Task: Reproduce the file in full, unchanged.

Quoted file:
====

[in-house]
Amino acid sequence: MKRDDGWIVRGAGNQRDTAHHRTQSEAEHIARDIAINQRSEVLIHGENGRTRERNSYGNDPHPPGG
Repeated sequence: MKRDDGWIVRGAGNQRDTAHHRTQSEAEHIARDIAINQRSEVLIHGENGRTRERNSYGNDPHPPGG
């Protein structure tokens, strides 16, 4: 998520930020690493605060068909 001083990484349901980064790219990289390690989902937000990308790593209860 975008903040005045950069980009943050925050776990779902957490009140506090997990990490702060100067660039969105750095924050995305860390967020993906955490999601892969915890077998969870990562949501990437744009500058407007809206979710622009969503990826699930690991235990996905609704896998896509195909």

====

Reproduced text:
[in-house]
Amino acid sequence: MKRDDGWIVRGAGNQRDTAHHRTQSEAEHIARDIAINQRSEVLIHGENGRTRERNSYGNDPHPPGG
Repeated sequence: MKRDDGWIVRGAGNQRDTAHHRTQSEAEHIARDIAINQRSEVLIHGENGRTRERNSYGNDPHPPGG
């Protein structure tokens, strides 16, 4: 998520930020690493605060068909 001083990484349901980064790219990289390690989902937000990308790593209860 975008903040005045950069980009943050925050776990779902957490009140506090997990990490702060100067660039969105750095924050995305860390967020993906955490999601892969915890077998969870990562949501990437744009500058407007809206979710622009969503990826699930690991235990996905609704896998896509195909």